Q. You are a new college graduate without a job or concrete career plans. You might be interested in doing public service work for a year or two. Could that help you find your way to a career?
Some organizations provide a stipend or salary, although the benefit of public service is not money — it is the time it allows new graduates to consider their options and learn about themselves, says Roberta Cross, director of career services at Washington and Jefferson College in Washington, Pa. The work can also build self-confidence, she says, and it can show graduates career paths they may not have known of or considered.
John Coleman, a management consultant in Atlanta and co-author of “Passion and Purpose: Stories From the Best and Brightest Young Business Leaders,” says public service work also provides an opportunity for mentorship and coaching from senior-level professionals, which you aren’t likely to receive in an entry-level corporate job.
Q. How do you decide what kind of work to pursue?
A. Take an inventory of your strengths, weaknesses, skills, interests and values, says Susan Jewkes Allen, a career counselor and co-founder of LifePlusWork, a career counseling and coaching business in San Francisco. “Take stock of yourself, writing down things like what you’re good at, not good at, your natural communication style, level of adaptability and aversion to risk,” she says. This will give you a heightened awareness of the kinds of jobs and tasks that could be a good fit in your public service work. Q. While volunteering, how do you keep in mind what you are learning about yourself?
A. Keep a journal of what you do each day, including the skills you learn and your reactions to what’s happening, says Donna Goldfeder, director of career services at Lehigh University in Bethlehem, Pa. “At the end of the year you can look at the journal, and if you see that you wrote down 20 times you got a lot of satisfaction from helping people, maybe you should consider a helping profession,” she says.
Q. Are there things you can do to develop yourself professionally while volunteering, even if you’re not sure what profession you will ultimately pursue?
A. Young people working for a public service or nongovernmental organization usually have the chance to take part in activities that would not be open to them in the corporate world. “You may be teaching, managing finances, marketing to the local community, recruiting or managing people. You can explore all of these,” Mr. Coleman says.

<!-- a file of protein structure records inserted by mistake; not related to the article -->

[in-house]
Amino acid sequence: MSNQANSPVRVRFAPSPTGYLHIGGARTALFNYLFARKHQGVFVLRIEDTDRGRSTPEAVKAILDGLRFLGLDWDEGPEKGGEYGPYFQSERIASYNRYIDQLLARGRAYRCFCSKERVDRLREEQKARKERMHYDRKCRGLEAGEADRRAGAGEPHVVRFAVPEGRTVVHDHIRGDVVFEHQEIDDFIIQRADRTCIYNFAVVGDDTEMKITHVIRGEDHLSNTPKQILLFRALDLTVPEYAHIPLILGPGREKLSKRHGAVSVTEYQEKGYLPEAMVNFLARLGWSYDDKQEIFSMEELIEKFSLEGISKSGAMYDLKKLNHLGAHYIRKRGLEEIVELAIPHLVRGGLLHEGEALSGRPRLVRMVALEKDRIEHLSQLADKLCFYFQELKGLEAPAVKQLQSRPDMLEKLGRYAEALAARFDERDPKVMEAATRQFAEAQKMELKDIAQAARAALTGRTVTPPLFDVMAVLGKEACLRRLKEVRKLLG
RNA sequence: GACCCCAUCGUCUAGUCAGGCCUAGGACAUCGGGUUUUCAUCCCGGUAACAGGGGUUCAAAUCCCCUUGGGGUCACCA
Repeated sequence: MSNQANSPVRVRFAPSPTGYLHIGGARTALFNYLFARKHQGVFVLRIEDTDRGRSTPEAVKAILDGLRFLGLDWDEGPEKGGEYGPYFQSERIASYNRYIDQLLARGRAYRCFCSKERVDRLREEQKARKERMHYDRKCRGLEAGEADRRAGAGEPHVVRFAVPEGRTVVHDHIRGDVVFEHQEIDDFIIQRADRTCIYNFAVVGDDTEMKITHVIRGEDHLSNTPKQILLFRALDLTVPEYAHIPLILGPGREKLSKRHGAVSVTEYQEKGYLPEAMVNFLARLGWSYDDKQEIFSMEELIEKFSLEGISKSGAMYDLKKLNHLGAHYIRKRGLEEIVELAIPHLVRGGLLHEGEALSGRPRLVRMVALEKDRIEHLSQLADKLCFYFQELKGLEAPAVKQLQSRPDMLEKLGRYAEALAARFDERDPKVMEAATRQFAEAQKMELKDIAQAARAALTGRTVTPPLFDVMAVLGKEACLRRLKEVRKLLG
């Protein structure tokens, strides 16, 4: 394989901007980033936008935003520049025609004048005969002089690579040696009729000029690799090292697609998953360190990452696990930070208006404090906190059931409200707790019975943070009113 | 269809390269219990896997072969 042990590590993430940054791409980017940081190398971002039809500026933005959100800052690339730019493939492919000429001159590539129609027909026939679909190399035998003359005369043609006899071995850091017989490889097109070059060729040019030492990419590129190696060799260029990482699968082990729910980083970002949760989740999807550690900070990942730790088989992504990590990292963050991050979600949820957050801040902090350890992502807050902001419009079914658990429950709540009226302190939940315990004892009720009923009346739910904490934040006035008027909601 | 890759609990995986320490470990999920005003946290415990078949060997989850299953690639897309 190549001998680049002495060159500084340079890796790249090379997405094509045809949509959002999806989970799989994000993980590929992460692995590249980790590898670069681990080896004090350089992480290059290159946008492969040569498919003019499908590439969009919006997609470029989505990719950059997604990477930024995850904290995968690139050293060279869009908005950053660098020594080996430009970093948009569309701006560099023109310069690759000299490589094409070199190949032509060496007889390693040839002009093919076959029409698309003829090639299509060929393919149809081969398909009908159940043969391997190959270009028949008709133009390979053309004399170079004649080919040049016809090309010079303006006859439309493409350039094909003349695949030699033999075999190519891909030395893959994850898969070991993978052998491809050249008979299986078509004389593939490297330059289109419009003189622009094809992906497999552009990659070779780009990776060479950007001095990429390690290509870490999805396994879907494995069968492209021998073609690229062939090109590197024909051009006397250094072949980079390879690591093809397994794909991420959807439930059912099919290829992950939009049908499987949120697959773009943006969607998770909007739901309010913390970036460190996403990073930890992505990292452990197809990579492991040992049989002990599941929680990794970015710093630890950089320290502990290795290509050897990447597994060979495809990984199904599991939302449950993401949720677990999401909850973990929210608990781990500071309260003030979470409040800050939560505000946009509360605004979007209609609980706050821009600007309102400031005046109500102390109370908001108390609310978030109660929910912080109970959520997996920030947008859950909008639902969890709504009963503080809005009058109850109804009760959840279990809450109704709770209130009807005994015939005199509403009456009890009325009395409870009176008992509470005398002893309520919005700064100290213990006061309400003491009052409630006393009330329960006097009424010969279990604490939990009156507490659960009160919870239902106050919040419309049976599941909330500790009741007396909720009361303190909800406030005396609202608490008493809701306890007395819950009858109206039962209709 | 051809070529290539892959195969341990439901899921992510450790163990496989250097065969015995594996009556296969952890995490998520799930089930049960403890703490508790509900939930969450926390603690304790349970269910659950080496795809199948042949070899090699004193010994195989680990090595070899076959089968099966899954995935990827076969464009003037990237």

Look for opportunities to interact with senior-level people at your organization and other nonprofits, or in the community. “One of the toughest things for a 22-year-old coming out of college is to understand how to relate to senior-level people,” he says. The only way to learn to do that and build up confidence is to immerse yourself in it. “Watch them and learn from them,” he says.
Ask senior colleagues if they would serve as references for you after your volunteer service, Ms. Cross says. They can also be resources, giving feedback on your résumé or connecting you with others who can help you professionally.
Q. When you have completed your public service, how do you connect what you’ve learned and enjoyed to a specific career and begin that professional transition?
A. Much of the information you need is already in your journal, Ms. Jewkes Allen says, and those bits and pieces are part of a puzzle about yourself that you are assembling. Research shows that for college graduates, “a fit between their interests, talents and market opportunity is one of the best determinants of career happiness,” she says.
You will very likely need help in putting that puzzle together. Ms. Goldfeder suggests consulting a career coach or a counselor at your alma mater for help in connecting your findings to a possible career path or job. “They have databases and tools that can be used to evaluate your new skills, interests and experiences and see where they match up with a professional career,” she says. Once you have identified possibilities, seek alumni from your college in fields you are considering and ask what they like or dislike about what they do.
It’s O.K. to change your mind, she says. “We often start our professional lives with a dream of where we will end up, yet very few of us end up there. That’s not failure; it’s that we continually adapt and adjust to the information we learn about ourselves.”